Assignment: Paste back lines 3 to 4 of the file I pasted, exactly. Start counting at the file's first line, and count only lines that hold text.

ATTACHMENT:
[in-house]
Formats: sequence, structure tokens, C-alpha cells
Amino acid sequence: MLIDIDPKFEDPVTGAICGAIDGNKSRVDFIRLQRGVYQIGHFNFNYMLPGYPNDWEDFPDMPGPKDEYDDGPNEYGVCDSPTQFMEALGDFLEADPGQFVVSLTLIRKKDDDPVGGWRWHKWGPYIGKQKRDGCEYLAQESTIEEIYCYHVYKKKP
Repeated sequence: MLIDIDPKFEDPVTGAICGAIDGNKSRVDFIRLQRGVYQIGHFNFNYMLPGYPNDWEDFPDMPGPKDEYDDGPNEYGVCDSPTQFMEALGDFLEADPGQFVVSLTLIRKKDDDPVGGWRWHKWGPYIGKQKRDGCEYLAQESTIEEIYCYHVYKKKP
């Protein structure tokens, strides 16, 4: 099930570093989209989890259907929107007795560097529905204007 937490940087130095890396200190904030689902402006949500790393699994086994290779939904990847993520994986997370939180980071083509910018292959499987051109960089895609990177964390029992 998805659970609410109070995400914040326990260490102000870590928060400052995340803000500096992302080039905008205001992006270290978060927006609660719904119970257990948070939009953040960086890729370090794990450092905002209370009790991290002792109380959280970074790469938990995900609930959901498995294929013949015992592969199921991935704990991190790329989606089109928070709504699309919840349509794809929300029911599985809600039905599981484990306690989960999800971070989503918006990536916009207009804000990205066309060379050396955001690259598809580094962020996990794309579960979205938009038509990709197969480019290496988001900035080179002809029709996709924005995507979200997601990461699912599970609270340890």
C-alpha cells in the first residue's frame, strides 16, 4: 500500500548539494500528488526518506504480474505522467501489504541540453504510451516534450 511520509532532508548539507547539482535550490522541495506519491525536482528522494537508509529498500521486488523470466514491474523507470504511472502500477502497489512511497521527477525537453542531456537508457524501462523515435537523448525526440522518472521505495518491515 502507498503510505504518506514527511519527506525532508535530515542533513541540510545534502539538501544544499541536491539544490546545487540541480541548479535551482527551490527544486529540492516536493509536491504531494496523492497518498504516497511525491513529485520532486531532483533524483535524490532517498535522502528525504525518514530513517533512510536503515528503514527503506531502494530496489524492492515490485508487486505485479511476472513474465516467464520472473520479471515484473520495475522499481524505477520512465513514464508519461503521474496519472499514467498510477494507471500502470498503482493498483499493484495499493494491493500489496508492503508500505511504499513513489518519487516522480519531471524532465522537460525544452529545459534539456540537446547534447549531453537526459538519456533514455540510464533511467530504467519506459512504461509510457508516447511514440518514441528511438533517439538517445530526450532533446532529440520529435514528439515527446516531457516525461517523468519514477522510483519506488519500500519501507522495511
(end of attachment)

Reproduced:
Amino acid sequence: MLIDIDPKFEDPVTGAICGAIDGNKSRVDFIRLQRGVYQIGHFNFNYMLPGYPNDWEDFPDMPGPKDEYDDGPNEYGVCDSPTQFMEALGDFLEADPGQFVVSLTLIRKKDDDPVGGWRWHKWGPYIGKQKRDGCEYLAQESTIEEIYCYHVYKKKP
Repeated sequence: MLIDIDPKFEDPVTGAICGAIDGNKSRVDFIRLQRGVYQIGHFNFNYMLPGYPNDWEDFPDMPGPKDEYDDGPNEYGVCDSPTQFMEALGDFLEADPGQFVVSLTLIRKKDDDPVGGWRWHKWGPYIGKQKRDGCEYLAQESTIEEIYCYHVYKKKP